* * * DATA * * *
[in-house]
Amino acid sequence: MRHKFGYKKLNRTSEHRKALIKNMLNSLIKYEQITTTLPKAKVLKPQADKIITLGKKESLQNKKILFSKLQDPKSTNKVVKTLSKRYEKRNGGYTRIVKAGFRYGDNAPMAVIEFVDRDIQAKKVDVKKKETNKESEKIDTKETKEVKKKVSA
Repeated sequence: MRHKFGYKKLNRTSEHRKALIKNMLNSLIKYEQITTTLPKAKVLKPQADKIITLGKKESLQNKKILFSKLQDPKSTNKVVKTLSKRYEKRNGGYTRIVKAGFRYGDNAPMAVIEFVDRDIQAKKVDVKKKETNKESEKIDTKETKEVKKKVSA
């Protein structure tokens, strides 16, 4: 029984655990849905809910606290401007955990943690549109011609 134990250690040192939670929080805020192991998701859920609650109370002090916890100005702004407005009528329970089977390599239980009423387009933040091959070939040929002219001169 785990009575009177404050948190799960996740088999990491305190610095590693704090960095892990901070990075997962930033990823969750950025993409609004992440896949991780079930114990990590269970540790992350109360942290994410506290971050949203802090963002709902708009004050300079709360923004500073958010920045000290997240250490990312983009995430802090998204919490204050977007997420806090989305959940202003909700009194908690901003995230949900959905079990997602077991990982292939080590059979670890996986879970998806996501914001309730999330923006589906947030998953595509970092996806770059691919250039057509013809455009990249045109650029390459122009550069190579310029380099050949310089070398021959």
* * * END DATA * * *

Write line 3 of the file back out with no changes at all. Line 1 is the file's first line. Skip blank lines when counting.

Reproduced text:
Repeated sequence: MRHKFGYKKLNRTSEHRKALIKNMLNSLIKYEQITTTLPKAKVLKPQADKIITLGKKESLQNKKILFSKLQDPKSTNKVVKTLSKRYEKRNGGYTRIVKAGFRYGDNAPMAVIEFVDRDIQAKKVDVKKKETNKESEKIDTKETKEVKKKVSA